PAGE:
Finance Minister Jesus Silva Herzog was unexpectedly dismissed today at a critical moment in tense debt negotiations between Mexico and its international creditors, the government announced.
Silva Herzog, a favorite of U.S. officials and bankers, became isolated in President Miguel de la Madrid's Cabinet by opposing a clear-cut suspension of payments on Mexico's $98 billion foreign debt, a Mexican government official explained.
The president replaced Silva Herzog with Gustavo Petricioli, described as a friend of de la Madrid who is more likely to be a team player.
The dismissal appeared to raise the likelihood of at least a threat of partial suspension of debt payments. This would be a political stand by de la Madrid, declaring that the Mexican people have reached the limits of sacrifice for the foreign debt, according to banking and diplomatic sources.
The dismissal dimmed optimism voiced last week by Mexican and U.S. officials that Mexico was nearing agreement with the International Monetary Fund on a new package of credits to prevent Mexico from joining such countries as Argentina and Brazil in suspending payments, a European diplomat commented.
The departure of Silva Herzog removed from the president's team the man who has led negotiations on Mexico's crushing debt since nine months before de la Madrid took office in December 1982. It also could become a milestone in maneuvering by top officials in the ruling Institutional Revolutionary Party, who are jockeying for position to become de la Madrid's successor at the end of his term in 1988.
Silva Herzog, a 53-year-old career official with a master's degree in economics from Yale University, had been among the half-dozen figures most often mentioned as de la Madrid's possible picks. In the Mexican system, the president chooses his successor as the official party's candidate. His choice traditionally has been elected by an overwhelming margin.
Petricioli, 57, also a former Yale student, has had a long career in government finance, including posts in the Finance Ministry. He has been director since 1982 of the Nacional Financiera, a government credit institution. A government official said Petricioli immediately will assume Silva Herzog's role as point man in Mexican debt negotiations and that little policy change is likely because of the shift in personnel.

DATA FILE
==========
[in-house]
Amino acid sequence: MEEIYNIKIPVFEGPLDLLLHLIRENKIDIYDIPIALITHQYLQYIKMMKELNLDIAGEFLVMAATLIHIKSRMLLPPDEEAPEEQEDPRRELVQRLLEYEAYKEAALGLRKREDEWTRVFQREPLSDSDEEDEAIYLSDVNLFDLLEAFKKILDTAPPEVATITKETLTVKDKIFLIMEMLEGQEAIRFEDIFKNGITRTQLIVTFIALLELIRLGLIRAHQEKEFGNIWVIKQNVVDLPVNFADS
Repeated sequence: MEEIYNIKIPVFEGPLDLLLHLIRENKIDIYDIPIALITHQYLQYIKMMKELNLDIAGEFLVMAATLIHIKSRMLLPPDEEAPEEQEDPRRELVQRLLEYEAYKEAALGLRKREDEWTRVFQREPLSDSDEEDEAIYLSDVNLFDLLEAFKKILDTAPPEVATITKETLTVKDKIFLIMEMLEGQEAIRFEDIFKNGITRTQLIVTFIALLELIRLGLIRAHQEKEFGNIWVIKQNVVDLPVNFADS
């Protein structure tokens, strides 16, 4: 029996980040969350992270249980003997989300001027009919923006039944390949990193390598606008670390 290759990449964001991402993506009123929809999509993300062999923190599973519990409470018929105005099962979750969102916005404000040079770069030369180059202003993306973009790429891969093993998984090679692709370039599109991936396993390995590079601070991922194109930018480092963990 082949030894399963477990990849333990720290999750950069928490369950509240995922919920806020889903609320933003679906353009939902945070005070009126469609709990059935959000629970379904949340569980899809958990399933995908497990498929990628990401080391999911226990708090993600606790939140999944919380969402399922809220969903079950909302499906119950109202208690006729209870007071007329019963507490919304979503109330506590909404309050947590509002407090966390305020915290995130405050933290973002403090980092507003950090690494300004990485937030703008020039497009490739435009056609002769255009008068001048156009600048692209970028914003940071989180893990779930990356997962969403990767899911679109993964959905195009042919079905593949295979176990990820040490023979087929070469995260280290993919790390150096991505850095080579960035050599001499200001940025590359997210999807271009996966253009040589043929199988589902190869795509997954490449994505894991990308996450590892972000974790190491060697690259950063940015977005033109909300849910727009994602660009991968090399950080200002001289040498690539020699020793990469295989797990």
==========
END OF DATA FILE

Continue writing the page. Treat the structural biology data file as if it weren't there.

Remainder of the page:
"Remember, all actions and decisions on the debt are taken by the president," said another official. "So don't expect a big change in relations."
The announcement gave no reason for Silva Herzog's replacement. In his resignation letter released by the Treasury Department later, Silva Herzog quoted "reasons of a personal character."
Silva Herzog, while warning of a debt payment suspension in public, argued for caution in private, particularly at a Cabinet meeting last night to prepare the Mexican position in upcoming talks with the International Monetary Fund, a government source said.
Banking and diplomatic sources said Silva Herzog, while accepting such a moratorium in principle, had argued that it should be worked out as far as possible in negotiations with the fund and private creditor banks, rather than announced unilaterally as a Mexican political stand.
Banking sources said Silva Herzog had been scheduled to leave soon, possibly as early as Wednesday, for another round of talks with International Monetary Fund officials in Washington.
Silva Herzog met here May 9 with Paul Volcker, chairman of the U.S. Federal Reserve Board, in what was seen as a key step in Reagan administration efforts to prevent Mexico from defaulting on its debt. Silva Herzog long has been regarded as the favored Mexican contact with U.S. financial officials, who appreciate his command of English and familiarity with U.S. banking ways.
De la Madrid's government has been sending increasingly explicit signals about the possibility of a partial suspension of debt payments on grounds that the economy can no longer bear payments required under terms of present schedules. Silva Herzog delivered such a warning June 5, refusing to rule out a suspension and telling an interviewer that "much depends on the results of these discussions and negotiations."
De la Madrid, who for months has been complaining that Mexico has reached the limits of its ability to pay, also indicated in a Mexican television interview June 10 that he was considering a suspension.
"I am now directing negotiations with the exterior that tend toward adjusting effective external debt payments to our ability to pay, and I understand that the ability to pay must be measured in such a way that it prevents a drastic fall in the Mexican economy and permits us to recover ability to grow with the shortest delay possible," he said.
Since then, however, Mexican and U.S. officials have been hinting that a deal is nearing completion between Mexico and the International Monetary Fund. The possibility of further funding from Mexico's private creditor banks, mostly in the United States, also depends in large measure on such a bargain with the IMF.
In the light of the recent reports of a possible agreement, the earlier warnings increasingly have been seen as a negotiating tactic.